For our various driving trips over the past few months I’ve been listening to the audio book version of Don’t Know Much About History by Kenneth C. Davis. It’s a vast overview of American history from pre-Colonial days until 2001. I found it to be oddly captivating, especially as it helped to fill in gaps in my knowledge of history, including the War of 1812, Reconstruction, the Korean War and more.
Any overview of history is sure to have its biases and make choices of content and coverage that someone is sure to disagree with. But some of those choices were especially interesting. For example, the Battle of the Bulge in World War II received more coverage than the Apollo moon landing. Alan Greenspan and his control over the boom economy of the 1990s received about as much coverage as the Kennedy assassination. Uncovered spies in the last decades of the 20th century were given thorough treatment in a chapter on the failures of the FBI, while the World Trade Center bombing was only mentioned in passing during the account of the Oklahoma City bombing.
I imagine it’s hard to put history in perspective, especially recent history. But how we make those choices is certainly fascinating.
Looking back on the entire book, it’s bizarre how much space is given to war. Each and every war was given a thorough overview, including the reasons for the war and the important milestones of each war, such as major battles. It seems odd to give so much space to each individual battle. Surely wars themselves and the reasons for each war were important to cover, but I don’t get the emphasis on each minute rise and fall. Wars shape our society, without a doubt, but I would think other social factors would have more importance than the Battle of Midway.
The other feeling I was left with was the incredible failure of mankind. Again and again we’re confronted with disgusting realities, whether it’s the Constitution declaring black men to be three-fifths of a person, the savage treatment of Native Americans justified by their supposed savageness or the national superiority that sees immigrants as lesser persons, despite the fact that we’re a nation of immigrants.
The Tulsa race riot of 1921 was one such incident, a racially motivated powder keg that saw an entire black neighborhood burned to the ground and several hundred people killed. It was such an ugly affair that it was expunged from local records and never acknowledged until recently.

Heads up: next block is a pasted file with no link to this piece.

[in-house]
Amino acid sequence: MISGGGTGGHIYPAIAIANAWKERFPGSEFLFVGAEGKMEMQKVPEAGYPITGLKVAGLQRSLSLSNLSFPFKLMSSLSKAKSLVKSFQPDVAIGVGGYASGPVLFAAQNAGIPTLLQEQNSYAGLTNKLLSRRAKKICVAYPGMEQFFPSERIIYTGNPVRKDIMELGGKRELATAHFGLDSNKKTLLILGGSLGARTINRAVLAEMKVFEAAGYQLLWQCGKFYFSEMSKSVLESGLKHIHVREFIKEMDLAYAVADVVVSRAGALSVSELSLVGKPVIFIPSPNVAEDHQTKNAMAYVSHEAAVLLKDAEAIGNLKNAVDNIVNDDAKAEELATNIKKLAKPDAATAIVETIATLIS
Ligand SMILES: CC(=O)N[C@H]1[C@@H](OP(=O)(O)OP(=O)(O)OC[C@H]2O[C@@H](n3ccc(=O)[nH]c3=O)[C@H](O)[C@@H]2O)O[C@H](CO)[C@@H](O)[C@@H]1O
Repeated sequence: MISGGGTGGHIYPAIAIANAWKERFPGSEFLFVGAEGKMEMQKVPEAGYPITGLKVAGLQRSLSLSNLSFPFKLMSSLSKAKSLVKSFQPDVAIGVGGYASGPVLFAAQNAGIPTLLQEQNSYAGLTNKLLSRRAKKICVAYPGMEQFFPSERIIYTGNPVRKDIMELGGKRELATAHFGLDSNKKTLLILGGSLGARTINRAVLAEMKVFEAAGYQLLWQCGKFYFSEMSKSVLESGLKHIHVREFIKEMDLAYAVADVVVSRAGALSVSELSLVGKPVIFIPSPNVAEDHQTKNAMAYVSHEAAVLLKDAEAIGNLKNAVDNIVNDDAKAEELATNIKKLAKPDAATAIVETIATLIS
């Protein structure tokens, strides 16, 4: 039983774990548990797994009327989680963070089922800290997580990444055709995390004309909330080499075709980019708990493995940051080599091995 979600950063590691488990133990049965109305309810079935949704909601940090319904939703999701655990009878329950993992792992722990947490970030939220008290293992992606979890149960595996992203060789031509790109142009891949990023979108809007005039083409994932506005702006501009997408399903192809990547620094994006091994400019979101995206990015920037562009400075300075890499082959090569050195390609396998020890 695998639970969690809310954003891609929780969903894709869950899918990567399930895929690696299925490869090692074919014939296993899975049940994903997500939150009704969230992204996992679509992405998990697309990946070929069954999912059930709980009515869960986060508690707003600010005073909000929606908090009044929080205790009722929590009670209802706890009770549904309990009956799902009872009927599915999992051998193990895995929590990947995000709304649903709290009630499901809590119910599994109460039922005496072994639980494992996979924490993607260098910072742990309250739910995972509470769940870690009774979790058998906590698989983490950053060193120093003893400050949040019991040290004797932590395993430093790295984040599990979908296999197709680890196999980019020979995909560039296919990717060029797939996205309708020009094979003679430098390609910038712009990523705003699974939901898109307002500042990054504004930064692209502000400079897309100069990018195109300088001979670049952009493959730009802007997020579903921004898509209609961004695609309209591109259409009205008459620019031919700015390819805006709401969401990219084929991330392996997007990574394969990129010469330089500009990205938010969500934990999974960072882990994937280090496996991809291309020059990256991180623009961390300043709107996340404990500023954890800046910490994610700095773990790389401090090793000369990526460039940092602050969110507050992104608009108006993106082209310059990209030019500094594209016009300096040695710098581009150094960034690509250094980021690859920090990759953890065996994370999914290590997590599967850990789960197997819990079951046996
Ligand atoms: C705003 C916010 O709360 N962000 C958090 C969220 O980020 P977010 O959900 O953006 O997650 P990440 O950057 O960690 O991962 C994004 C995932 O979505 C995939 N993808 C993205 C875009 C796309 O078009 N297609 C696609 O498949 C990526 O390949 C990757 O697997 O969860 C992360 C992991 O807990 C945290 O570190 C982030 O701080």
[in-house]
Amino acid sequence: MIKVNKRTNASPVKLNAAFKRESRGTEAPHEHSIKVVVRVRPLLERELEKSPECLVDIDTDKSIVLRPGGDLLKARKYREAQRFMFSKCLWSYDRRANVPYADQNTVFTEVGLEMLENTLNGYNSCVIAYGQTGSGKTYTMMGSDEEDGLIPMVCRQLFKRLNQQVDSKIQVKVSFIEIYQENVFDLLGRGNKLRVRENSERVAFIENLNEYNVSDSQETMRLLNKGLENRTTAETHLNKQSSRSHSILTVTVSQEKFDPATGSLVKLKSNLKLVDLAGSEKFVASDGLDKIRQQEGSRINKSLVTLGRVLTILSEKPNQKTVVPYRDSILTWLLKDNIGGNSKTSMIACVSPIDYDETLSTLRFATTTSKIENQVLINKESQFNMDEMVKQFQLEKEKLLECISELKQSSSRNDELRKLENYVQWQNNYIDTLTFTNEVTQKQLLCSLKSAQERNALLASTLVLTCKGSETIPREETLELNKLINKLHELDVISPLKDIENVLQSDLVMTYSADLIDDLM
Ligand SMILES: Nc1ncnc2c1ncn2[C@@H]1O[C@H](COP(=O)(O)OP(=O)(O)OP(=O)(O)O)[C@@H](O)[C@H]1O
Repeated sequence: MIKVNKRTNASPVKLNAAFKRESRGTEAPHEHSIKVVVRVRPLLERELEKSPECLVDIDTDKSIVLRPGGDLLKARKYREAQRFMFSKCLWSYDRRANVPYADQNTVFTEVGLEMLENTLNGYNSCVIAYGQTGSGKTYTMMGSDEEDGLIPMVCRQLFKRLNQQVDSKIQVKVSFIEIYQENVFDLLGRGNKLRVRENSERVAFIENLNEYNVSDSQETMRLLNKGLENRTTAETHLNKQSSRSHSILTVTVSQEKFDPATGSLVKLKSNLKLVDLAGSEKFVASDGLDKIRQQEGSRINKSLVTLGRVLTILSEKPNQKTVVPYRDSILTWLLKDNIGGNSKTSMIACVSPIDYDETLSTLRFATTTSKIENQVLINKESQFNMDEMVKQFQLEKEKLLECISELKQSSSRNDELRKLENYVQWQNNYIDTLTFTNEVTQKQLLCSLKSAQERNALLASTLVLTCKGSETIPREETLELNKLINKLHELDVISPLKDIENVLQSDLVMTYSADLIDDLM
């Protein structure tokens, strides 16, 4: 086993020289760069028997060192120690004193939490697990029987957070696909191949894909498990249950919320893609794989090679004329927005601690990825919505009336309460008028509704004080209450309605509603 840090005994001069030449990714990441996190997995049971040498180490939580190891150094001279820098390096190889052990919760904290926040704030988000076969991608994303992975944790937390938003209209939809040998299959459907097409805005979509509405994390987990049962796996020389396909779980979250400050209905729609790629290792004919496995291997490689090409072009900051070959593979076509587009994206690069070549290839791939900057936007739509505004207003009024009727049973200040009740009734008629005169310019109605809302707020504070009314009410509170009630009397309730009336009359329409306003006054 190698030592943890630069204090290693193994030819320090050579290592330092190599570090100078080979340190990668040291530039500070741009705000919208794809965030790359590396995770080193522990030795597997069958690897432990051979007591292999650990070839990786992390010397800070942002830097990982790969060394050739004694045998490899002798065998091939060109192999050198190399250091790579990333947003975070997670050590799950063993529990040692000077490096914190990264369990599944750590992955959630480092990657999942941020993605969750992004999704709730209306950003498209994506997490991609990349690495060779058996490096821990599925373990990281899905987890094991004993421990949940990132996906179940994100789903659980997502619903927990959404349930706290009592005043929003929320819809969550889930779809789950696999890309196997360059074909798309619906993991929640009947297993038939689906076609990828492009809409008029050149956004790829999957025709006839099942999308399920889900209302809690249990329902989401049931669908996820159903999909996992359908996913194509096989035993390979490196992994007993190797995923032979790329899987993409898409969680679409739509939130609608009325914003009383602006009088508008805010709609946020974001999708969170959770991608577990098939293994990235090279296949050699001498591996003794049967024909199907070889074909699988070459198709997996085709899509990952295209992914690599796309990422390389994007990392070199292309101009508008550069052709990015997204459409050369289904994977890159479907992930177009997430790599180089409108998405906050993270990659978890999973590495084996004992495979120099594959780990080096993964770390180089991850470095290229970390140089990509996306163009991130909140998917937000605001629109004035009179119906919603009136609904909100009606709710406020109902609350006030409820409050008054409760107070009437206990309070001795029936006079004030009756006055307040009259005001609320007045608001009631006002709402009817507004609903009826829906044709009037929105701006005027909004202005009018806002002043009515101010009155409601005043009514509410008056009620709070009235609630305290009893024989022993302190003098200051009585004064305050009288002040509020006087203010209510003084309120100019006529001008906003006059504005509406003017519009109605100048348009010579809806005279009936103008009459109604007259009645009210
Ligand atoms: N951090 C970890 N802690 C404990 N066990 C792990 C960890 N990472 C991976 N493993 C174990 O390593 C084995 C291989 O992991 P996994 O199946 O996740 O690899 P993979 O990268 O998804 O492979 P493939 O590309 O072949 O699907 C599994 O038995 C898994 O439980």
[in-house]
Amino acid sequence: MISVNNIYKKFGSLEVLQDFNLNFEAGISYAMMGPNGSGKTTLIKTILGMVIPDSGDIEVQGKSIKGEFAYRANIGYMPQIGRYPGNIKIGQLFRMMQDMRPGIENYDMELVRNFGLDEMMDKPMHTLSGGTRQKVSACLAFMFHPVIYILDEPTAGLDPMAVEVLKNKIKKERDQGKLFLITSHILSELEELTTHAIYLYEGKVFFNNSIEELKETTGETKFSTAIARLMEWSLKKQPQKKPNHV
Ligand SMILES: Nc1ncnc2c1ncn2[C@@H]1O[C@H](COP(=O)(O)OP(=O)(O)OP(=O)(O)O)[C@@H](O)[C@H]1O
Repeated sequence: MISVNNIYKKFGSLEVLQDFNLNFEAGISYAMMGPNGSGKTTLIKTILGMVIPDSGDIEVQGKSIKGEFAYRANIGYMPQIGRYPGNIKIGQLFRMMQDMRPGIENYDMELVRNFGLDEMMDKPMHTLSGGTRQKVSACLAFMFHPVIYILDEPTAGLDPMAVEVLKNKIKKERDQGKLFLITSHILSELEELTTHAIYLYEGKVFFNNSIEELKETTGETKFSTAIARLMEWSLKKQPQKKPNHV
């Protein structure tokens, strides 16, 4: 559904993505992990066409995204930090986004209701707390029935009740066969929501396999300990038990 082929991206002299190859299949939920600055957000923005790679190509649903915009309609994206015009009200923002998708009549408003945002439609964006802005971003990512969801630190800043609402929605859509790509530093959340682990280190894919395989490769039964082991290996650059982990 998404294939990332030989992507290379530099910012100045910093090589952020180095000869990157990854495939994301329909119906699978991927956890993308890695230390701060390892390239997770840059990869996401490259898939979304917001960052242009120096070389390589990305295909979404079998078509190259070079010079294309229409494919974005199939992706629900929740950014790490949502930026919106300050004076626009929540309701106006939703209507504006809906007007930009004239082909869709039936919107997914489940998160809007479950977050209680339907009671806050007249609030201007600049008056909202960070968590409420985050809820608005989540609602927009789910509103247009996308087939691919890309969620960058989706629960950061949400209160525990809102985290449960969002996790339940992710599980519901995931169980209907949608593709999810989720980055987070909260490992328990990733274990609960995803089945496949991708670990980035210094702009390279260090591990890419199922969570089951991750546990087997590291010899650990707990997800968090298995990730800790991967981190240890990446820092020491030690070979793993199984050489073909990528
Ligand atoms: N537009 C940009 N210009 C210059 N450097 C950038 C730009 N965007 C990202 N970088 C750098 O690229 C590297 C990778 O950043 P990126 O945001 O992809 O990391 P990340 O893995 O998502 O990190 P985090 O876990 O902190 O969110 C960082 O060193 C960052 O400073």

History is full of this kind of sadness.
But as I was driving across the prairies of Kansas hearing about the civil rights movement, I found moments of hope. In the landmark 1954 Brown v. Board of Education case the Supreme Court finally overturned more than 50 years worth of racism that had been enshrined in U.S. court decisions. What’s perhaps most amazing about this is how Chief Justice Earl Warren convinced the other justices to issues a unanimous ruling, leaving no question as to the utter defeat of segregation. The back story is even more intriguing, that the court was actually re-hearing the case and that Warren was appointed chief justice before this final re-hearing. Ironically, President Dwight Eisenhower called his appointment of Warren the “the biggest damned-fool mistake I ever made.”
I was hearing this history while driving past exits for both the Dwight D. Eisenhower Presidential Library and the Brown v. Board of Education National Historic Site. You don’t always think about it, but Kansas has been a flashpoint for racial progress going back to the Bleeding Kansas days when the territory was at the middle of a slave vs. free state debate.
In spite of all our failures, weakness and stupidity—both then and today, for surely we have our own failures we’ll one day be explaining to our children—there is always room for hope.